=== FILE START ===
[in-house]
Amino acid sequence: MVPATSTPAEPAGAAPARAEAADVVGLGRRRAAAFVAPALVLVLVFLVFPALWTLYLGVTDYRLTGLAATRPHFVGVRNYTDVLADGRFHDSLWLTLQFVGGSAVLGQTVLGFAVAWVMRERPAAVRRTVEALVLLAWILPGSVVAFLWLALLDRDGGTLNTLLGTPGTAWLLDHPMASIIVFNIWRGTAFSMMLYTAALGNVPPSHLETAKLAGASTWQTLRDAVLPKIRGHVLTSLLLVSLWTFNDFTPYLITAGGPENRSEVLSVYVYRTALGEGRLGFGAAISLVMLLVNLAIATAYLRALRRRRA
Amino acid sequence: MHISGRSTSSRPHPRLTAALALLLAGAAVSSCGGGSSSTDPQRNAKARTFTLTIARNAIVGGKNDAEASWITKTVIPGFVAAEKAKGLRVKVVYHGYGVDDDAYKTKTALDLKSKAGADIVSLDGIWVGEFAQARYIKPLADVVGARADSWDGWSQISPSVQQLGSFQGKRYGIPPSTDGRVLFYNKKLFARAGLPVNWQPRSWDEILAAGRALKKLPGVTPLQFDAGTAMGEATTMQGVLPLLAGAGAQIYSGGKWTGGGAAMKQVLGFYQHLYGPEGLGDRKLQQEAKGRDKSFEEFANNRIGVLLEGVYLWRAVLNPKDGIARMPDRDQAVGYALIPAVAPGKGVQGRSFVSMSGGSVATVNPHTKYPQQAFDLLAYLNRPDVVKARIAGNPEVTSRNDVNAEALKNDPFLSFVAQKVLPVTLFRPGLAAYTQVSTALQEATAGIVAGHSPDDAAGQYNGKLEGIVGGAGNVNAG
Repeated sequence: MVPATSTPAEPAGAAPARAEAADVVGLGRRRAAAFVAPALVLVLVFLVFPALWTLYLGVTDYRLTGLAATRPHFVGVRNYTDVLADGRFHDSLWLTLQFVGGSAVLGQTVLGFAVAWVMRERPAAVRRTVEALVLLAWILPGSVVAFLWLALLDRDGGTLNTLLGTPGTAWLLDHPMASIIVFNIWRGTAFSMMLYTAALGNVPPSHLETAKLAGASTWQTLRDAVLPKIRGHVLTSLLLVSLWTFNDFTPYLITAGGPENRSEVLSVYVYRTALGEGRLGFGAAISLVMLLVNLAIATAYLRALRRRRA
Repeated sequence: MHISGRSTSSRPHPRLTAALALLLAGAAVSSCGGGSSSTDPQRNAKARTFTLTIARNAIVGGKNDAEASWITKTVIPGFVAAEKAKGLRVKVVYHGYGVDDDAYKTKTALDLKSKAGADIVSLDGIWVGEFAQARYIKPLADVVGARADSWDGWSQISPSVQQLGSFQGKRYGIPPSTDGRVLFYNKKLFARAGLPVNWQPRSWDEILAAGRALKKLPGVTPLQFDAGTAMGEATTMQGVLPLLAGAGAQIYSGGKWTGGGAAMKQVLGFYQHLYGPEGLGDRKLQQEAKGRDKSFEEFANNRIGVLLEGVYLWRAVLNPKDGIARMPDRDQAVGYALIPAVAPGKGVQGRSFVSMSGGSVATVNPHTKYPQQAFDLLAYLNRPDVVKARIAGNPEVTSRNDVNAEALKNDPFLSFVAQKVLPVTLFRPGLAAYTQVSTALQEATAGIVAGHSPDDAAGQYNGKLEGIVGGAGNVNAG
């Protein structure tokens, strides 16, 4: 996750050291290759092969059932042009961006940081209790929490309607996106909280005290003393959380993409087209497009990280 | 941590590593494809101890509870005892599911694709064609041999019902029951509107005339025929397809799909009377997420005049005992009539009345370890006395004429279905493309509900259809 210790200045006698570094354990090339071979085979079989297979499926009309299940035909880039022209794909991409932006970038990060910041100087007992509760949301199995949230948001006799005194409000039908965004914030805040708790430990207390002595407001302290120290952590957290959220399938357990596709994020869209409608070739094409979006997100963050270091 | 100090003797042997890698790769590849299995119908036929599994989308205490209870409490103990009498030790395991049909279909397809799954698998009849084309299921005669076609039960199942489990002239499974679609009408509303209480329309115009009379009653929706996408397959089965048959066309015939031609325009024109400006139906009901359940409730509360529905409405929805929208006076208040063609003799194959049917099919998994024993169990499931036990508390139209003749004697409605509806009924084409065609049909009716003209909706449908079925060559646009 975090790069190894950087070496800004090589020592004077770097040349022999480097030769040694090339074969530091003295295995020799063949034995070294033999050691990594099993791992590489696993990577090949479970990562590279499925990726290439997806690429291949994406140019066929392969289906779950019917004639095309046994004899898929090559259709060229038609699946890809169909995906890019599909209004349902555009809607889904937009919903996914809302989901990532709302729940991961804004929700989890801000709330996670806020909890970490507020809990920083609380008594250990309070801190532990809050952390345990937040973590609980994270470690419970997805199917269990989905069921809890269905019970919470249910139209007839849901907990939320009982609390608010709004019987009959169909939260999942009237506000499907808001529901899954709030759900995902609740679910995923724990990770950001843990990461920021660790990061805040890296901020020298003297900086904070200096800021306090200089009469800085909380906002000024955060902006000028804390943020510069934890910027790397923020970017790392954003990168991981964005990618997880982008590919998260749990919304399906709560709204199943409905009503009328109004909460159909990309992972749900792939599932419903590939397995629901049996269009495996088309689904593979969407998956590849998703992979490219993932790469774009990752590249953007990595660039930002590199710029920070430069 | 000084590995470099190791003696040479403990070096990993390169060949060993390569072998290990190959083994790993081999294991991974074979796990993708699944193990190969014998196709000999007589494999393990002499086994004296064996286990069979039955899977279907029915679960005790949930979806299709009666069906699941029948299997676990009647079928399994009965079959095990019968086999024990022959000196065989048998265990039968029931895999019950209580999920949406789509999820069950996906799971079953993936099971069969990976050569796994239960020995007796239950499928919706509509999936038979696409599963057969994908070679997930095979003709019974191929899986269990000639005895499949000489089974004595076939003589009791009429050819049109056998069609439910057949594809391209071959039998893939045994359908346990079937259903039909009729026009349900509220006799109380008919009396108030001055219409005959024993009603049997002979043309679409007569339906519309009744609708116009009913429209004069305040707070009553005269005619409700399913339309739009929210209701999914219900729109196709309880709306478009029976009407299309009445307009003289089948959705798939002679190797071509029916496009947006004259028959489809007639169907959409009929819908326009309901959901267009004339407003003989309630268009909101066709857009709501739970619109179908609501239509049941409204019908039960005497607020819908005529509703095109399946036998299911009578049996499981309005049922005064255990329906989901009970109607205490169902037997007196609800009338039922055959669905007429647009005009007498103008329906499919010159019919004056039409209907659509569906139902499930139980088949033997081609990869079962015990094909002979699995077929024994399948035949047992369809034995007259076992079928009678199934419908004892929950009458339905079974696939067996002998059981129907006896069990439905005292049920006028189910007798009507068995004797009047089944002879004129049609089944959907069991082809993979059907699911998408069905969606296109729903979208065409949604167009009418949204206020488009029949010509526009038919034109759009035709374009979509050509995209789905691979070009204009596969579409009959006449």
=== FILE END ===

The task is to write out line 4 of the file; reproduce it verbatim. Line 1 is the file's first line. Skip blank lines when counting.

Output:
Repeated sequence: MVPATSTPAEPAGAAPARAEAADVVGLGRRRAAAFVAPALVLVLVFLVFPALWTLYLGVTDYRLTGLAATRPHFVGVRNYTDVLADGRFHDSLWLTLQFVGGSAVLGQTVLGFAVAWVMRERPAAVRRTVEALVLLAWILPGSVVAFLWLALLDRDGGTLNTLLGTPGTAWLLDHPMASIIVFNIWRGTAFSMMLYTAALGNVPPSHLETAKLAGASTWQTLRDAVLPKIRGHVLTSLLLVSLWTFNDFTPYLITAGGPENRSEVLSVYVYRTALGEGRLGFGAAISLVMLLVNLAIATAYLRALRRRRA